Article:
National Public Health Week: What is Public Health and Why it is Important

Celebrating National Public Health Week

Over the last two years, many have become very familiar with local, state, and national public health departments as we looked for guidance from our elected leaders to navigate an unprecedented pandemic. And today, we kick off the celebration of National Public Health Week.

Every year, the United States takes the first full week of April to celebrate National Public Health Week in honor of all of the work that has been done for the good of the public’s health, as well as a time to reflect on the work still to do.

In a time of COVID-19, the term public health has come to be focused on mitigating the spread of the virus. But, public health looks at a lot more than just infectious diseases.

What is ‘Public Health’?

According to the Center for Disease Control Foundation, “Public health is the science of protecting and improving the health of people and their communities… Overall, public health is concerned with protecting the health of entire populations. These populations can be as small as a local neighborhood, or as big as an entire country or region of the world.

From expanding access to healthcare providers in Iowa’s smallest county to overseeing beach clean-ups around the world, public health looks at many different factors and their impact on the health of the populations around them. Our public health is affected by everything from our economy to our natural environments, and of course our elected officials.

And the kinds of jobs that cover public health are as diverse as the issues themselves. The American Public Health Association provides a list of some of the occupations, including:

-EMS and First Responders
-Social Workers
-Dieticians and Nutritional Workers
-Public Policy Makers
-and so many more!

Organization reacts to National Public Health Week

Today, Progress Iowa Executive Director Matt Sinovic issued the following statement in honor of National Public Health Week:

“Today kicks off National Public Health Week, a time for all of us to focus on the multi-faceted and intersectional areas of life that affect public health. From the rising costs of healthcare and prescription drugs to the existential threat of climate change, addressing public health crises has never been more important.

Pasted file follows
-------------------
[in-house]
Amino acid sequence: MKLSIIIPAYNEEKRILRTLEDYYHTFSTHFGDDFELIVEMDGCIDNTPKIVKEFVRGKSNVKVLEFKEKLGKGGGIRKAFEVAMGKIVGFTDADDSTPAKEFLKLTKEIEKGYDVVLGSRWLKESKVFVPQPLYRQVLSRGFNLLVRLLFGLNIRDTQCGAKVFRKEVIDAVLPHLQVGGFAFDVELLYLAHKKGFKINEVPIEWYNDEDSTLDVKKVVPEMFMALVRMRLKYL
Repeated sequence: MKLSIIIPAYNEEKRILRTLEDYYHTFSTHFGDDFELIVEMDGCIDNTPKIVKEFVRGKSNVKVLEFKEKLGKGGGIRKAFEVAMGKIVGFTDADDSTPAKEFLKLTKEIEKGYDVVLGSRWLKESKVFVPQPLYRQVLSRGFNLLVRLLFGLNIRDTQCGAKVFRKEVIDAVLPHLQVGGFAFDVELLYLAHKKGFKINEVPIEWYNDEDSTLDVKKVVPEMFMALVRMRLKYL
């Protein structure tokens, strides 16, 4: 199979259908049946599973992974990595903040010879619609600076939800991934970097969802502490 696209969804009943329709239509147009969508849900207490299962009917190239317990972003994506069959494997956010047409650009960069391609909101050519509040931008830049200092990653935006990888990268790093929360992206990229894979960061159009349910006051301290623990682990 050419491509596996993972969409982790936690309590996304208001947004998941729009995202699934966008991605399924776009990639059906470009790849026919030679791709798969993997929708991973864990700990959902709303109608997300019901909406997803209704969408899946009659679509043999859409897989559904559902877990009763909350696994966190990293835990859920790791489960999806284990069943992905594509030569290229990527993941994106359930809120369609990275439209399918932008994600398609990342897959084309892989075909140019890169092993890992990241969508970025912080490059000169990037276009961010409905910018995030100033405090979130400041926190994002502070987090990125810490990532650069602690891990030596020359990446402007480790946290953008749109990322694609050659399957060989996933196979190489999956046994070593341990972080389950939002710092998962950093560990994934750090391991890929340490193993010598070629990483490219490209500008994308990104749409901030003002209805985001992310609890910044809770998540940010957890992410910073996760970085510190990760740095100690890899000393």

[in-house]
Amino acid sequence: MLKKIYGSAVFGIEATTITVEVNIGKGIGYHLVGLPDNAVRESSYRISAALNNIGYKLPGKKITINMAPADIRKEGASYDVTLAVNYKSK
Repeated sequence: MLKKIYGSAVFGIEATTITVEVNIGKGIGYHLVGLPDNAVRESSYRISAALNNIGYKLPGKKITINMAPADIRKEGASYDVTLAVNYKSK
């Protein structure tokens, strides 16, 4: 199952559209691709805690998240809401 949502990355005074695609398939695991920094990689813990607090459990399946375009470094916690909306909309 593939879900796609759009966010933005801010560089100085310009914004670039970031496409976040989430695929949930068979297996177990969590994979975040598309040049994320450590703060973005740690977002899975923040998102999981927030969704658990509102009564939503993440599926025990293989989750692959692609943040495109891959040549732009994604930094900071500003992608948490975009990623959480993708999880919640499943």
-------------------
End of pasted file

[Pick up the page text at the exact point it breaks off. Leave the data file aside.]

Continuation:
“But despite the ongoing COVID-19 pandemic and other important public health issues, Iowa Republicans continue to ignore the needs of everyday Iowans. While Iowans struggle to afford life-saving medicine and find clean drinking water, Iowa Republicans focus on giving millions of dollars in tax breaks to the wealthiest corporations who drive up the prices of medicine and everyday needs for working families.

“And while just 100 companies create 71% of global greenhouse gas emissions, everyday Iowans are forced to deal with the consequences. From unprecedented climate disasters like the devastating derecho of 2020 or last year’s drought, we are seeing the effects of climate change in real time. We need elected officials who will address the public health crises of our time, not just push partisan agendas that make their corporate donors happy.”

Special Coverage this Week

This National Public Health Week Progress Iowa will be taking a closer look at areas of public health affecting the lives of everyday Iowans. You can find the plan for upcoming articles below. Additionally, these links will be updated to include the full articles when they are published.

Tuesday: Rising Levels of Gun Violence Threatens Public Health

Wednesday: Immigrants, Immigration, and Public Health in a Global Society

Thursday: Climate Change is the Biggest Threat this World Health Day

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